Monday, December 26, 2005

One Way To Look at the Near Future

Nothing much happened today, and nothing has sparked any interesting thoughts, so I'm digging back into the archives again, for this, which was originally posted to rec.arts.sf.written 10/20/04:

I've got two small children (born 1998 and 2000), so, when I'm reading a near-future SF book, I try to work out what they could plausibly be doing in this world. (A book gets bonus points if I can imagine myself still alive and productive in that world, though I don't really expect it in a story set in, say, 2200.) If a book is set in 2030, and the mid-thirties hero is obsessed with the Grateful Dead, I try to picture my son Alex, or one of his class-mates, fitting that description. This works with any SF work set up to about fifty years in the future, though it does help if you know a couple of kids. (My younger son won't hit current retirement age until 2065, and I'm sure he'll have a flying car by then.)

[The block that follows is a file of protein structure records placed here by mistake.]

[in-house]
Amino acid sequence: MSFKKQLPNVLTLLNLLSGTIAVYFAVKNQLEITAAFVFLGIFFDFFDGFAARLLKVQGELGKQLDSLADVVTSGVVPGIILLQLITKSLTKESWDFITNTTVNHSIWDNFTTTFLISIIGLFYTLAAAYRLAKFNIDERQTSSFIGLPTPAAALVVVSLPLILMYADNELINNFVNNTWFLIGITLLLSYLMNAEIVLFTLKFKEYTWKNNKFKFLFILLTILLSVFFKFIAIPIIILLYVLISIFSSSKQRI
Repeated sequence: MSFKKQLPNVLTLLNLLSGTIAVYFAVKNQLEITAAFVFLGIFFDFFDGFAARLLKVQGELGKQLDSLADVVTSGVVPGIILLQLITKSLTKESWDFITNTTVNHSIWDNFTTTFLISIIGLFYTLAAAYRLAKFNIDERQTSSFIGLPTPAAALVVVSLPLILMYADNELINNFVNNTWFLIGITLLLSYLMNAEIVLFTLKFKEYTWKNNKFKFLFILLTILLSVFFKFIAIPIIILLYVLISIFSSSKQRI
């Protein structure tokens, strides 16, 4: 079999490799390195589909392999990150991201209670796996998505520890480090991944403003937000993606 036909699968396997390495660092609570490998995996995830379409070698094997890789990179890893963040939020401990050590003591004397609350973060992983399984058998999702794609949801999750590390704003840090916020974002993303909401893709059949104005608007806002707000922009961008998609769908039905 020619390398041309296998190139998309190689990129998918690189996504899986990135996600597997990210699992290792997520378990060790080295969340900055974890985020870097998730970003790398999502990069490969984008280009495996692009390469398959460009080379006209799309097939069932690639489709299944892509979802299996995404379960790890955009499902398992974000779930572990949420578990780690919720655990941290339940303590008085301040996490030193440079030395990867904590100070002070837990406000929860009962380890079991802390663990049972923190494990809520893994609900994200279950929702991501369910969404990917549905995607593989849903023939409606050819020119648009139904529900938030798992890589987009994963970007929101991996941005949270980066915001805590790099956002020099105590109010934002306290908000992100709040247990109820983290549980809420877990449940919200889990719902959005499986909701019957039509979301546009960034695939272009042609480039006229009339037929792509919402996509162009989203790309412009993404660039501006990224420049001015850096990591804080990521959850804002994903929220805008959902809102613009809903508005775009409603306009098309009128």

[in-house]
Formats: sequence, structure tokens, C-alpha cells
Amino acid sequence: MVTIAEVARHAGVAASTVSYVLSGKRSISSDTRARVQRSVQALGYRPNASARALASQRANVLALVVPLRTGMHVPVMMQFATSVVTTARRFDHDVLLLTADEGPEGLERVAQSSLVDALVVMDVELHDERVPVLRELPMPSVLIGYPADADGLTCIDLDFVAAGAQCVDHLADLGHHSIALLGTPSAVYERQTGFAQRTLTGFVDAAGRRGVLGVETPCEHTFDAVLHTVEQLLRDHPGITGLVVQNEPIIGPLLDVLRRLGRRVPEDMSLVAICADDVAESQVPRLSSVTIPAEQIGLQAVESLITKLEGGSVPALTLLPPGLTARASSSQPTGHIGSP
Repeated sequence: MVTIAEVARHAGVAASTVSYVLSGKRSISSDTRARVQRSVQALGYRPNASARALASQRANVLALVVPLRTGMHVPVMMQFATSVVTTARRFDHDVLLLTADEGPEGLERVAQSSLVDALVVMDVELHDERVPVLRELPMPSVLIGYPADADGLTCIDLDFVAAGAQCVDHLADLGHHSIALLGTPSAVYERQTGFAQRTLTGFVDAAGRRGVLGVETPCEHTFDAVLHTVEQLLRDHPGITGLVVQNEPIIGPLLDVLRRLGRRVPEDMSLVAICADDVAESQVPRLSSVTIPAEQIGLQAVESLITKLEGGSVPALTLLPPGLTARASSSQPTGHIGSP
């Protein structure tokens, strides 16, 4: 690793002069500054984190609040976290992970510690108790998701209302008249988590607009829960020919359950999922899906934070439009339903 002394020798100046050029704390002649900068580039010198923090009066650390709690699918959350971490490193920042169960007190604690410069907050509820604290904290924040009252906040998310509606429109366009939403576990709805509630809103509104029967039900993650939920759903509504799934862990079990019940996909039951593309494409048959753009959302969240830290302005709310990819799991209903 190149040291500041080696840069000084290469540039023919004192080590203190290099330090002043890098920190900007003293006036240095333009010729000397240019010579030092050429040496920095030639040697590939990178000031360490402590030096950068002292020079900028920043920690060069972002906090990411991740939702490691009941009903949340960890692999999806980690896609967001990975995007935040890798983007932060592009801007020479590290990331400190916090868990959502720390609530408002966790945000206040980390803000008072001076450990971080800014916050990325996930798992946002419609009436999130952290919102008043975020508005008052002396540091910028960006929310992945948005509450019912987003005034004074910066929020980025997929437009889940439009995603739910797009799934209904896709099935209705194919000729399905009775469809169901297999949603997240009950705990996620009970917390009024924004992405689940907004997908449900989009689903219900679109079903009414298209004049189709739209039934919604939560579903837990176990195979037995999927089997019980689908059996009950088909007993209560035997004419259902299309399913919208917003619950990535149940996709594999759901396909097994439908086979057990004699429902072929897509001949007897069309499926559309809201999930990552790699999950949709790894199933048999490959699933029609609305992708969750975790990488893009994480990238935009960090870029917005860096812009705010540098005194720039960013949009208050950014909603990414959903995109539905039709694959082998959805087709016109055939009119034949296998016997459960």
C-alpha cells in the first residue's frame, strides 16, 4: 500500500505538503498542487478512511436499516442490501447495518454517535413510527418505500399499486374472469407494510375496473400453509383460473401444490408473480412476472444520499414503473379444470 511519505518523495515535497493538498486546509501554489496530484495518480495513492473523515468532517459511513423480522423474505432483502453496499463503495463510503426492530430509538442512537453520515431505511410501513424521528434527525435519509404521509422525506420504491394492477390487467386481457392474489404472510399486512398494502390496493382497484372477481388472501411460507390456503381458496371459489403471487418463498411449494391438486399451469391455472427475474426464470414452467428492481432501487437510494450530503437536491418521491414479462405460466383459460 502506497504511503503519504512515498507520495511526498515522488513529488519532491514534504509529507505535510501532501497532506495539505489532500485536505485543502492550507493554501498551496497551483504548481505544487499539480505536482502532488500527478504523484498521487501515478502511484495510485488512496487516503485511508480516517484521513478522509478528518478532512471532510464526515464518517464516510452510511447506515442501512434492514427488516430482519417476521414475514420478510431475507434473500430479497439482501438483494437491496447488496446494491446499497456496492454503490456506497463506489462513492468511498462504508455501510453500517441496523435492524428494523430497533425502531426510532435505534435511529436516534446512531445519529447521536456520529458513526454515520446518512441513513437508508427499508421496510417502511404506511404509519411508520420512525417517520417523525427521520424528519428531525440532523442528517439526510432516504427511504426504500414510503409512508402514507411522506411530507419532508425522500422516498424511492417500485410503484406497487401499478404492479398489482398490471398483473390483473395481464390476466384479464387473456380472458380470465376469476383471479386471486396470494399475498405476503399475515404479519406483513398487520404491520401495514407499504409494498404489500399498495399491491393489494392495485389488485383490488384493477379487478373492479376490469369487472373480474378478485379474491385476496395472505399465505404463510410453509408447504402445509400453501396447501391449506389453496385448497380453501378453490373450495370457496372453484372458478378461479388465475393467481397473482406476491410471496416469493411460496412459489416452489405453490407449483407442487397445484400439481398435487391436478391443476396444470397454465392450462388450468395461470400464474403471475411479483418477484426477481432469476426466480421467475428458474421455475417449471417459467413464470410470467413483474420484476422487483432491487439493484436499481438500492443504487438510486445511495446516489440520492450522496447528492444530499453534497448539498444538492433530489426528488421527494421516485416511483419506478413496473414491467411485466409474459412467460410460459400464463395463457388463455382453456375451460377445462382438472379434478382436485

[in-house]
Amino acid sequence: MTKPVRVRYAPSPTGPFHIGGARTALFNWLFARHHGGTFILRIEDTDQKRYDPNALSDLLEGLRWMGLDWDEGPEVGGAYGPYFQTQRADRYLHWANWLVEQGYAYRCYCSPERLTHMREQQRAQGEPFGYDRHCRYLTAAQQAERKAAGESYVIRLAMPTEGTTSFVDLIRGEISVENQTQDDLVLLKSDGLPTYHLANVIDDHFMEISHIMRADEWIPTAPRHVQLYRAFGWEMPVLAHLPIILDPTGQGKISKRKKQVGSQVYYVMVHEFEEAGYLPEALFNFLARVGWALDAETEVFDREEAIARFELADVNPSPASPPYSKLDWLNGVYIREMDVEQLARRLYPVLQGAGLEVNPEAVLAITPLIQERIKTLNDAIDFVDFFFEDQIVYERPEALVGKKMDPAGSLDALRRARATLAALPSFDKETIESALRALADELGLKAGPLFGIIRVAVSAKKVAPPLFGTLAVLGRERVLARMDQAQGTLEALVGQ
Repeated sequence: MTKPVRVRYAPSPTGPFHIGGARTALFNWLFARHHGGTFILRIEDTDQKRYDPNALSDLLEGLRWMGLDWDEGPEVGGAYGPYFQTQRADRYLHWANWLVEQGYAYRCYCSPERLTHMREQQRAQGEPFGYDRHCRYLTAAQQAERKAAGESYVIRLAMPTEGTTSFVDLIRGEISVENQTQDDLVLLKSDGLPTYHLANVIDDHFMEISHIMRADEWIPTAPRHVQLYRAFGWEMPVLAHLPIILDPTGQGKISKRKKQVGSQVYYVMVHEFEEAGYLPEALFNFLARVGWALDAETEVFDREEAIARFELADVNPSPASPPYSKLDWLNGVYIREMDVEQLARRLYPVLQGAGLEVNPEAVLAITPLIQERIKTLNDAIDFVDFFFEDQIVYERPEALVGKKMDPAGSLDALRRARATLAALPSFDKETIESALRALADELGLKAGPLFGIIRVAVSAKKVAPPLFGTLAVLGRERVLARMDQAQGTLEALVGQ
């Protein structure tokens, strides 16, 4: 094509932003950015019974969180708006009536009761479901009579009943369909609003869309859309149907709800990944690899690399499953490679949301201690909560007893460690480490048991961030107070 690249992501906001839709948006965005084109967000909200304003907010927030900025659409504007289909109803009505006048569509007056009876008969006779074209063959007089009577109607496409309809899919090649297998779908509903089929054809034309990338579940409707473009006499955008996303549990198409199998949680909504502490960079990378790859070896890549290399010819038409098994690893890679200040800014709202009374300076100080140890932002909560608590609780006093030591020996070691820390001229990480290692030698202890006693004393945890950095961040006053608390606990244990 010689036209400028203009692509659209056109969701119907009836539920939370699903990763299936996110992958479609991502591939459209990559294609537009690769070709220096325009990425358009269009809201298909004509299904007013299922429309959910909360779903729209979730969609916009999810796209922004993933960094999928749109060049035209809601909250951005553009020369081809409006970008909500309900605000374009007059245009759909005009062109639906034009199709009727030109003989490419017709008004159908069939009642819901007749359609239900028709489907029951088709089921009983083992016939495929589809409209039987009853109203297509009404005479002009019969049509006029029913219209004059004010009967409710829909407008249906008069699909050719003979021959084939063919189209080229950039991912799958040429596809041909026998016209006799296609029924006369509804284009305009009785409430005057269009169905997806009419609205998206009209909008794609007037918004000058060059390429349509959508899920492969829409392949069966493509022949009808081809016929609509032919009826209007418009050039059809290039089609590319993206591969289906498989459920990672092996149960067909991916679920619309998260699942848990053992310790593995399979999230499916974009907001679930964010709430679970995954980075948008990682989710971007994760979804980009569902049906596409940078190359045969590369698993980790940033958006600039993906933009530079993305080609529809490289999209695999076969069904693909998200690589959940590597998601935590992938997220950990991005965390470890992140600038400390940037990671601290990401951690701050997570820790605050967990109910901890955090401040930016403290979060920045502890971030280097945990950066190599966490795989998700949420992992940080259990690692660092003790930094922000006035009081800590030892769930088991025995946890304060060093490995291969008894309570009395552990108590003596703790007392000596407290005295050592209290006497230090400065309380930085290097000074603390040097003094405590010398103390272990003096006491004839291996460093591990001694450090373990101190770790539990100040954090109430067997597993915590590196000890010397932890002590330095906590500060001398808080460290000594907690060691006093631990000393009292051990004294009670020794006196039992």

Somewhat related to this is my major unreasoning prejudice, which I'm sure I've mentioned here before: I really take a dislike to books that kill me and/or my family. Additional points are subtracted if the mega-death I'm presumably part of is merely so the author can clear the slate for his hairy-chested he-men to do their mightily-thewed thing without having so many civilians to stand in the way of the broadsword's back-stroke. I know I'm supposed to identify with the thick-headed oaf, but I'm not that stupid -- I live 25 miles from New York City, am currently dependent on heart medication, and am responsible for a wife and the aforementioned two young children. If the balloon goes up, I'm toast -- and so I resent stories in which balloons are let free gleefully.

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